Wabash Valley Power, Ranger Power Announce 99 MW Illinois Solar Project

Wabash Valley Power’s member co-ops will benefit from a recently completed long-term agreement to purchase the energy and capacity generated by what will be the largest solar array ever built in the state of Illinois, the Indiana-based cooperative has announced.

Wabash Valley Power will be the sole buyer of the energy produced from the Prairie State Solar Project, a 99 MW array to be built on privately owned land in Perry County. New York-based Ranger Power, a utility-scale solar development company, will build the facility, which will produce enough electricity to power nearly 15,000 homes. Groundbreaking and commercial operations are expected in late 2019 and by 2021, respectively.

Wabash Valley Power entered into a 30-year agreement to purchase the power, while the associated renewable energy credits (RECs) will be sold through the Illinois Power Agency REC procurement process.

According to the co-op, the Prairie State Solar Project will more than double the statewide solar capacity in Illinois.

“Declining prices of utility-scale solar, coupled with the state government’s commitment to creating in-state energy jobs, enabled us to provide the most cost-competitive solar power purchase agreement in Illinois history,” states Adam Cohen, CEO of Ranger Power. “This new project will help reduce peak demand, while the additional economic and environmental benefits will impact many more Illinois residents and businesses. We are eager for the future and our partnership with Wabash Valley Power.”

Wabash Valley Power supplies electricity to 23 nonprofit electric distribution cooperatives located throughout Illinois, Missouri and Indiana. Collectively, these cooperatives serve more than 311,000 homes, farms, schools and businesses. Wabash Valley electric distribution cooperative members include three Illinois cooperatives: Corn Belt Energy, MJM Electric Cooperative and EnerStar Electric Cooperative.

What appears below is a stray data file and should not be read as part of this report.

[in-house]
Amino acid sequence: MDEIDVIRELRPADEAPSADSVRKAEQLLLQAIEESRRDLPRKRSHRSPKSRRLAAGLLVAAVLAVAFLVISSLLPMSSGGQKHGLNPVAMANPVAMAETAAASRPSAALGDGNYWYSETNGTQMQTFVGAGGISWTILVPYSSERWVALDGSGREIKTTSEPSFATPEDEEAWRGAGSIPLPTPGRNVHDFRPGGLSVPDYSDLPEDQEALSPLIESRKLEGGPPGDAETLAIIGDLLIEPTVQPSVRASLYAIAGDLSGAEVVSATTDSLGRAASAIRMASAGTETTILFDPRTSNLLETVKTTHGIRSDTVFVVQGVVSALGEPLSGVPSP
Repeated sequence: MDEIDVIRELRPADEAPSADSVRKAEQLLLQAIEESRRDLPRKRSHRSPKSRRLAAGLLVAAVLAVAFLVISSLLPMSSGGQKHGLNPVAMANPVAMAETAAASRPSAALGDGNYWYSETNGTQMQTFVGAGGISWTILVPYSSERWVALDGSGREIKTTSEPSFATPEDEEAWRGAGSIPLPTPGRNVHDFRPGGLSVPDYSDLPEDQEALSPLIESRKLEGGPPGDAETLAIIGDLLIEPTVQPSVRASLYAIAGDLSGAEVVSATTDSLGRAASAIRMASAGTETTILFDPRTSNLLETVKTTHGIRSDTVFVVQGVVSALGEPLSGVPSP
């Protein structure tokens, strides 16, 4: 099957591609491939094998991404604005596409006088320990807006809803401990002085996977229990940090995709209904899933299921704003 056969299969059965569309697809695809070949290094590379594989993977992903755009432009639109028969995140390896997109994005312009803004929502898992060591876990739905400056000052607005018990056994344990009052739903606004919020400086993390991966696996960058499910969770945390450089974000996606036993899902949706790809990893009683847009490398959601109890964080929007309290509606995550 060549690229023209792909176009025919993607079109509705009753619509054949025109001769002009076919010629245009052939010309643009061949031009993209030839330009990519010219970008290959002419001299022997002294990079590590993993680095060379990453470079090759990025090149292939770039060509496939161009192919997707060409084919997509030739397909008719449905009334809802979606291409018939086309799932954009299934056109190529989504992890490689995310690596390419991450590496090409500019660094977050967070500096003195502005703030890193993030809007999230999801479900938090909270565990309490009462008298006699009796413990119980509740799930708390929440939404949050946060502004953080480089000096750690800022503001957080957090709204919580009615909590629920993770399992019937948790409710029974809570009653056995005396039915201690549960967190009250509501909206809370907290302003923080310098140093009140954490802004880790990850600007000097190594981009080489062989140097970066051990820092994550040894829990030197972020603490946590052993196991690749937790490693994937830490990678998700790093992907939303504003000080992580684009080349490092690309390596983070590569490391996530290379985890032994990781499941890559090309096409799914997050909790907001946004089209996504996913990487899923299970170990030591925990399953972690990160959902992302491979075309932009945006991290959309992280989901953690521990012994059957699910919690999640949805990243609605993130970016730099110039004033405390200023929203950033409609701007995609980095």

“As a cooperative, we strive to enter into agreements that have a positive impact for everyone involved, particularly in the communities that we serve,” says Jay Bartlett, CEO of Wabash Valley Power. “Our agreement with Ranger Power is a landmark, large-scale solar project demonstrating the future of renewable energy growth.”

The co-op says the project will represent a nearly $100 million new investment in southwestern Illinois that will contribute millions in tax revenue. The project also supports the objectives of the Future Energy Jobs Act, an Illinois law that went into effect last year requiring at least 4.3 GW of new solar and wind energy to be built in the state by 2030. The new solar project also supports the law’s job creation initiative by creating an estimated 200 jobs during the construction phase and three to five full-time positions once the site is operational.

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